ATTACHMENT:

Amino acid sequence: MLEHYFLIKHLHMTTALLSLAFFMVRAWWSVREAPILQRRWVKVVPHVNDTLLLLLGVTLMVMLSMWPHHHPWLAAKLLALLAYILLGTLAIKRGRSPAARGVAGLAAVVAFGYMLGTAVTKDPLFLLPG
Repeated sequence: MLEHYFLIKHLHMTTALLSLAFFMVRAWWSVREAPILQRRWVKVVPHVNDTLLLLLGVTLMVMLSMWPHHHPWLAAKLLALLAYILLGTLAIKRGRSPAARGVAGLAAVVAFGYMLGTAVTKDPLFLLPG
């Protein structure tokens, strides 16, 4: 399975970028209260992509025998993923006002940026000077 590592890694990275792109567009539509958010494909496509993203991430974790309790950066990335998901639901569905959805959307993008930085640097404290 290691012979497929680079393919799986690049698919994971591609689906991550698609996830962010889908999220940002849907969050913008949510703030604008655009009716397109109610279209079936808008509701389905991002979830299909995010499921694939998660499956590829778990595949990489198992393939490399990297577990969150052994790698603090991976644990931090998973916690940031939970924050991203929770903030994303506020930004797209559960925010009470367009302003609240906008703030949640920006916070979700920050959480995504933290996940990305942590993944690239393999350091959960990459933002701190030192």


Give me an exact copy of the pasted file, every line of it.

Amino acid sequence: MLEHYFLIKHLHMTTALLSLAFFMVRAWWSVREAPILQRRWVKVVPHVNDTLLLLLGVTLMVMLSMWPHHHPWLAAKLLALLAYILLGTLAIKRGRSPAARGVAGLAAVVAFGYMLGTAVTKDPLFLLPG
Repeated sequence: MLEHYFLIKHLHMTTALLSLAFFMVRAWWSVREAPILQRRWVKVVPHVNDTLLLLLGVTLMVMLSMWPHHHPWLAAKLLALLAYILLGTLAIKRGRSPAARGVAGLAAVVAFGYMLGTAVTKDPLFLLPG
């Protein structure tokens, strides 16, 4: 399975970028209260992509025998993923006002940026000077 590592890694990275792109567009539509958010494909496509993203991430974790309790950066990335998901639901569905959805959307993008930085640097404290 290691012979497929680079393919799986690049698919994971591609689906991550698609996830962010889908999220940002849907969050913008949510703030604008655009009716397109109610279209079936808008509701389905991002979830299909995010499921694939998660499956590829778990595949990489198992393939490399990297577990969150052994790698603090991976644990931090998973916690940031939970924050991203929770903030994303506020930004797209559960925010009470367009302003609240906008703030949640920006916070979700920050959480995504933290996940990305942590993944690239393999350091959960990459933002701190030192």